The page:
Gordon Selfridge was born in 1858 in Ripon, Wisconsin, and in 1879 joined Field, Leiter and Company (later to become Marshall Field & Company), where he worked for the famous Chicago retailer. He worked his way up through the firm, married into the prominent Buckingham family, and amassed the fortune with which he built his new London store.
Selfridge's innovative marketing led to his success. He tried to make shopping a fun adventure instead of a chore. He put merchandise on display so customers could examine it, put the highly profitable perfume counter front-and-centre on the ground floor, and established policies that made it safe and easy for customers to shop — techniques that have been adopted by modern department stores the world over.
Either Selfridge or Marshall Field is popularly held to have coined the phrase "the customer is always right", and he did use it regularly in his extensive advertising.
He attracted shoppers with educational and scientific exhibits. He was himself interested in education and science, and believed that the displays would introduce potential new customers to Selfridges, generating both immediate and long-term sales.
In 1909, after the first cross-Channel flight, Louis Blériot's monoplane was exhibited at Selfridges, where it was seen by 12,000 people. The first public demonstration of television was by John Logie Baird from the first floor of Selfridges from 1–27 April 1925.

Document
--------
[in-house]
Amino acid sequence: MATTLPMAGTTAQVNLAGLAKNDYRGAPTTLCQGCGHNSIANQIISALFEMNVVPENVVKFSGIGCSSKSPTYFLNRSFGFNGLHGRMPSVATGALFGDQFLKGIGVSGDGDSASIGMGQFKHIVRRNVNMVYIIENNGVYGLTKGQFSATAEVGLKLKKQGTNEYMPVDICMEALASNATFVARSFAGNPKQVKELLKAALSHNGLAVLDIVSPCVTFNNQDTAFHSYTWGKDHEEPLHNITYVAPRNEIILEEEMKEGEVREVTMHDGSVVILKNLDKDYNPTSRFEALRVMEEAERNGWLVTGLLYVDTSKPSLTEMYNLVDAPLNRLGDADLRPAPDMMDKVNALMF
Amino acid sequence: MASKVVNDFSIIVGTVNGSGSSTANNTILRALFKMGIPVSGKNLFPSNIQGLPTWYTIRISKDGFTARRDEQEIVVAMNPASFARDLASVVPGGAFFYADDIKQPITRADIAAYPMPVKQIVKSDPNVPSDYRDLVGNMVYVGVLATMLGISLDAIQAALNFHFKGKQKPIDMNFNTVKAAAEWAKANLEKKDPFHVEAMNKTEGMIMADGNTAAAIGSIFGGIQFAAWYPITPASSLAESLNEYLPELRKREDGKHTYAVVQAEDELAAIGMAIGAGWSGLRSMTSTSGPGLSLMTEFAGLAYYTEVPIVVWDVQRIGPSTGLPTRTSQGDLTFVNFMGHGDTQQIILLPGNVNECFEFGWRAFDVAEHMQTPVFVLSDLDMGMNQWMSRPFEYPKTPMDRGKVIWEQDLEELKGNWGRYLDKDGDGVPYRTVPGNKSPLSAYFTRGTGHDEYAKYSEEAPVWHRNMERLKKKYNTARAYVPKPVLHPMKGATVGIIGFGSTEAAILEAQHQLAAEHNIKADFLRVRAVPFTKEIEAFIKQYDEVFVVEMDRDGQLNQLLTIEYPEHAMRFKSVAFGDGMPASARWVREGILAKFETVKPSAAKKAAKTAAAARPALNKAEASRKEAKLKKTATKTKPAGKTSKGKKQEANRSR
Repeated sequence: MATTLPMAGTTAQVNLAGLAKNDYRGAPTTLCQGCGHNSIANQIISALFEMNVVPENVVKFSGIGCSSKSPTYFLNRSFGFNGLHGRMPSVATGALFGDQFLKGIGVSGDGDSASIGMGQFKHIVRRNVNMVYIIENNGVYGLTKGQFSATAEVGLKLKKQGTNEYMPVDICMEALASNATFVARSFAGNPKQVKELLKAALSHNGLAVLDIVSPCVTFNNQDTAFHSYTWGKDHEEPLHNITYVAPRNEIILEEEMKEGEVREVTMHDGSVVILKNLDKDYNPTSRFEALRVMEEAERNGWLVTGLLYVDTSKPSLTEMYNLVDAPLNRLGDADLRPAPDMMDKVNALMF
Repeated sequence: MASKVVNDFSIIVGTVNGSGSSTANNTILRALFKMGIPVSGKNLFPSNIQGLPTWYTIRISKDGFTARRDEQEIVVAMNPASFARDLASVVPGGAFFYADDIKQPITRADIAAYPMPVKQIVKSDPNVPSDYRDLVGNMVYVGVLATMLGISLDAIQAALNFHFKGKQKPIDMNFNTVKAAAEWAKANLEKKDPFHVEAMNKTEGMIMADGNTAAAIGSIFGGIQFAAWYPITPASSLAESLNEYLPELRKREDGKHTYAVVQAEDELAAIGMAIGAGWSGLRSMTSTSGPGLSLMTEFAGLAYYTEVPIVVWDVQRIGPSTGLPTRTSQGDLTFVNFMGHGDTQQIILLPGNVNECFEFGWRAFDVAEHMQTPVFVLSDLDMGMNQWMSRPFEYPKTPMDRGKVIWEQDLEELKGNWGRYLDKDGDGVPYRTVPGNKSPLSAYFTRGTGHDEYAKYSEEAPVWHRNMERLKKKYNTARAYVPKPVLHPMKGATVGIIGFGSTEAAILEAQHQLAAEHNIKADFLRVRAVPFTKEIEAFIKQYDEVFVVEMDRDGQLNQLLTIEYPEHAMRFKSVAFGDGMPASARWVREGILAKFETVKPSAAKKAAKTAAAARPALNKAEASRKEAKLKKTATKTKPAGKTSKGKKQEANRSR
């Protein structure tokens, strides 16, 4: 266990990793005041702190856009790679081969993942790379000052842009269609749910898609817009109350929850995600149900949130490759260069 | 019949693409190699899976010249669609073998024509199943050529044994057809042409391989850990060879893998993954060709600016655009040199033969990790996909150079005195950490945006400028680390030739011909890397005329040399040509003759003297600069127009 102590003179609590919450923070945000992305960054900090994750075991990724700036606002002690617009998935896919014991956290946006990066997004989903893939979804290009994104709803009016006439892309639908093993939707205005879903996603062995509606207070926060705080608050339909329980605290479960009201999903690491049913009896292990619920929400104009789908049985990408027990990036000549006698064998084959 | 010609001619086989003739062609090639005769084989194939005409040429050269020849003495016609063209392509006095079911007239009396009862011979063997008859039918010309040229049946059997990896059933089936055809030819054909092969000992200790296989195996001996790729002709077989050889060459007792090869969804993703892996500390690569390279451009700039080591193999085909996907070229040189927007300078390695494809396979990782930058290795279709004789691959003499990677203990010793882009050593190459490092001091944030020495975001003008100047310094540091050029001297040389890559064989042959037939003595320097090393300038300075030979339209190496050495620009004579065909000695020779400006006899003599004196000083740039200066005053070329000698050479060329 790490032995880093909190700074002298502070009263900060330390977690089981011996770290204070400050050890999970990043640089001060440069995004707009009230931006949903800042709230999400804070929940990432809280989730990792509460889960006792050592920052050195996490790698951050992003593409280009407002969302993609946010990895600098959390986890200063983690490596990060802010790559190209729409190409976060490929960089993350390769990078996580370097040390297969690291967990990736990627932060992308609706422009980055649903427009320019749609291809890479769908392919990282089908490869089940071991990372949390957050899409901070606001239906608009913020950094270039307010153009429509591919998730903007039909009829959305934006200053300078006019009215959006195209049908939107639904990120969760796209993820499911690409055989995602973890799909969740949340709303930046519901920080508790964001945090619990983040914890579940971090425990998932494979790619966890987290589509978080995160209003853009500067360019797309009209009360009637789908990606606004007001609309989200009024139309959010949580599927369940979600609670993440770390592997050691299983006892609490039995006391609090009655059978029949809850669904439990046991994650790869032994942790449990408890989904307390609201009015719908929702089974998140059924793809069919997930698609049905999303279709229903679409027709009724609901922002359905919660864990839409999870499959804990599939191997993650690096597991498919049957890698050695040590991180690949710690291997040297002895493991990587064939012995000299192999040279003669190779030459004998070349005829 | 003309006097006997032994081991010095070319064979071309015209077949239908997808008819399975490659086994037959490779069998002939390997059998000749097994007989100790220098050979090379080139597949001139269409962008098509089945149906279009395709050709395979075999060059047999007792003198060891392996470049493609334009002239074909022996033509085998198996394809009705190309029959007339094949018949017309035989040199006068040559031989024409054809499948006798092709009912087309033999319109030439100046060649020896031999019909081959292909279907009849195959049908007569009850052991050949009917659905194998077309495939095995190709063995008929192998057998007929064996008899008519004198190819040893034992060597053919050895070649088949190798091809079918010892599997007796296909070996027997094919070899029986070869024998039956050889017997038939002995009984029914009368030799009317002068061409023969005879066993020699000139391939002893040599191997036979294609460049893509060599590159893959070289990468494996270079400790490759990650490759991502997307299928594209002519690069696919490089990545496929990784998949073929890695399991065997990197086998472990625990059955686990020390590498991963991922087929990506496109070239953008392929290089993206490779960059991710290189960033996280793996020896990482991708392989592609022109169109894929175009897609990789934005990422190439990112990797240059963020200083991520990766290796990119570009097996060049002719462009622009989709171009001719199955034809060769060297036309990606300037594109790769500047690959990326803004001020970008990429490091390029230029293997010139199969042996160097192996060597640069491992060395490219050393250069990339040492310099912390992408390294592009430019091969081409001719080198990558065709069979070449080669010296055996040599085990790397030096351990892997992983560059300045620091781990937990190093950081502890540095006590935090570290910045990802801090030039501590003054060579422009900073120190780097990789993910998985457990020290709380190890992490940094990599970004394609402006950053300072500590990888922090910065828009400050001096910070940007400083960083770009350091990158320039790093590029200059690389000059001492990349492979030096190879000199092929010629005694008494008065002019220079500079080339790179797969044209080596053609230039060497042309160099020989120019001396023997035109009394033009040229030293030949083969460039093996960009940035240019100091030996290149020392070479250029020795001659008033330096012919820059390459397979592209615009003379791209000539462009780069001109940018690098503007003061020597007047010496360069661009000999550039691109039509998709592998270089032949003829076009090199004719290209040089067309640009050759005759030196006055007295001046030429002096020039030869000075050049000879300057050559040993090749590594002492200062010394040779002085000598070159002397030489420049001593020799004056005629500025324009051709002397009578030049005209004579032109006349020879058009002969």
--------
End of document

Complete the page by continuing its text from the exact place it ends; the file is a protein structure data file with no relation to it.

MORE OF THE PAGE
The provincial stores were sold to the John Lewis Partnership in the 1940s. The remaining Oxford Street store was acquired in 1951 by the Liverpool-based Lewis's chain of department stores, which was in turn taken over in 1965 by the Sears Group owned by Charles Clore. In March 1998 Selfridges had acquired a new logo, at use to the present, which came in tandem with the opening of the Manchester Trafford Centre store and Selfridges demerger from Sears.
In 2003, the chain was acquired by Canada's Galen Weston for £598 million. Weston, a retailing expert who is the owner of department store chains such as Holt Renfrew and Brown Thomas as well as major supermarket chains in Canada, has chosen to invest in renovation of the Oxford Street store, rather than to carry out planned expansion to Leeds, Newcastle Upon Tyne, Bristol, and Glasgow, despite Selfridges owning a site in the latter city.
By Paul Green